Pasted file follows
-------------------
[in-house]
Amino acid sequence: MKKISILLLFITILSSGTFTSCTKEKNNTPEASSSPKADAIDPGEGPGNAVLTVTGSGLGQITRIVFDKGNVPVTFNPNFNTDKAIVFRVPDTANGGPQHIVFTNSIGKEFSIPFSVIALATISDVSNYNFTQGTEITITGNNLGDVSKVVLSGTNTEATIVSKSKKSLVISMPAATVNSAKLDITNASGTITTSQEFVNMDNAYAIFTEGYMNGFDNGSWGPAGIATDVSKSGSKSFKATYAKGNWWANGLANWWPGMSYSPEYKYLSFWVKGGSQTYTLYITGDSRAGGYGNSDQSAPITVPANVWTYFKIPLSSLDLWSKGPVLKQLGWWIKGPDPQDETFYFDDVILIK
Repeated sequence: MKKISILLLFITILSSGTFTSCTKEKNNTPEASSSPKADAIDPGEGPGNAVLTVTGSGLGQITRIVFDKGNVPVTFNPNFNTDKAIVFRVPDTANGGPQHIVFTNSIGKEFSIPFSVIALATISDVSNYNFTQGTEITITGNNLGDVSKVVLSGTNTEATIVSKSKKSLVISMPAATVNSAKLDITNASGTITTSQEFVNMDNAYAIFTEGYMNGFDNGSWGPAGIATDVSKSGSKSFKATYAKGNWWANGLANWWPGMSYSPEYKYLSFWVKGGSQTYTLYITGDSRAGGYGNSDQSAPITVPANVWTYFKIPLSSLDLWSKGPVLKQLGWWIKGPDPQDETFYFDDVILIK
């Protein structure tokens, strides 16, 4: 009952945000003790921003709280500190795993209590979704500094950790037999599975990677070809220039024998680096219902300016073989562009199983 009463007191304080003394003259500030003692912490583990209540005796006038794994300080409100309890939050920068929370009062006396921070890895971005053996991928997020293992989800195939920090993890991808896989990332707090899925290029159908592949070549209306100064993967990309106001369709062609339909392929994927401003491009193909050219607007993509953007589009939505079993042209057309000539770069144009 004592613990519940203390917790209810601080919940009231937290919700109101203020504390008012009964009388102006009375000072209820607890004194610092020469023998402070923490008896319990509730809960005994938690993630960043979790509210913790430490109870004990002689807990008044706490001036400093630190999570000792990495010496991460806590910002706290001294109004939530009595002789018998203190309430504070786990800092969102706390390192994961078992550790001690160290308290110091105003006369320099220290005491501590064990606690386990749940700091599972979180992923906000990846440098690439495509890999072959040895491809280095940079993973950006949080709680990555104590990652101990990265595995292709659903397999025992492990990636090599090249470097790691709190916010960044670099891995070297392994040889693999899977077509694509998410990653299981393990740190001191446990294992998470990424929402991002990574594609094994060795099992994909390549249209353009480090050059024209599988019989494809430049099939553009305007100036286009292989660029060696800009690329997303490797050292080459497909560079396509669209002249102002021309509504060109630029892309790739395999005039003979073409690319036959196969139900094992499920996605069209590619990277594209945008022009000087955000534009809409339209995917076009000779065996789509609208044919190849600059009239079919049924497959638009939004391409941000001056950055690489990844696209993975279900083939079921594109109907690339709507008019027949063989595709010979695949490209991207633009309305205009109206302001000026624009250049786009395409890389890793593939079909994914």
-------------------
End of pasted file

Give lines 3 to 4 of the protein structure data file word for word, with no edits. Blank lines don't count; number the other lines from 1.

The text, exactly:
Repeated sequence: MKKISILLLFITILSSGTFTSCTKEKNNTPEASSSPKADAIDPGEGPGNAVLTVTGSGLGQITRIVFDKGNVPVTFNPNFNTDKAIVFRVPDTANGGPQHIVFTNSIGKEFSIPFSVIALATISDVSNYNFTQGTEITITGNNLGDVSKVVLSGTNTEATIVSKSKKSLVISMPAATVNSAKLDITNASGTITTSQEFVNMDNAYAIFTEGYMNGFDNGSWGPAGIATDVSKSGSKSFKATYAKGNWWANGLANWWPGMSYSPEYKYLSFWVKGGSQTYTLYITGDSRAGGYGNSDQSAPITVPANVWTYFKIPLSSLDLWSKGPVLKQLGWWIKGPDPQDETFYFDDVILIK
């Protein structure tokens, strides 16, 4: 009952945000003790921003709280500190795993209590979704500094950790037999599975990677070809220039024998680096219902300016073989562009199983 009463007191304080003394003259500030003692912490583990209540005796006038794994300080409100309890939050920068929370009062006396921070890895971005053996991928997020293992989800195939920090993890991808896989990332707090899925290029159908592949070549209306100064993967990309106001369709062609339909392929994927401003491009193909050219607007993509953007589009939505079993042209057309000539770069144009 004592613990519940203390917790209810601080919940009231937290919700109101203020504390008012009964009388102006009375000072209820607890004194610092020469023998402070923490008896319990509730809960005994938690993630960043979790509210913790430490109870004990002689807990008044706490001036400093630190999570000792990495010496991460806590910002706290001294109004939530009595002789018998203190309430504070786990800092969102706390390192994961078992550790001690160290308290110091105003006369320099220290005491501590064990606690386990749940700091599972979180992923906000990846440098690439495509890999072959040895491809280095940079993973950006949080709680990555104590990652101990990265595995292709659903397999025992492990990636090599090249470097790691709190916010960044670099891995070297392994040889693999899977077509694509998410990653299981393990740190001191446990294992998470990424929402991002990574594609094994060795099992994909390549249209353009480090050059024209599988019989494809430049099939553009305007100036286009292989660029060696800009690329997303490797050292080459497909560079396509669209002249102002021309509504060109630029892309790739395999005039003979073409690319036959196969139900094992499920996605069209590619990277594209945008022009000087955000534009809409339209995917076009000779065996789509609208044919190849600059009239079919049924497959638009939004391409941000001056950055690489990844696209993975279900083939079921594109109907690339709507008019027949063989595709010979695949490209991207633009309305205009109206302001000026624009250049786009395409890389890793593939079909994914």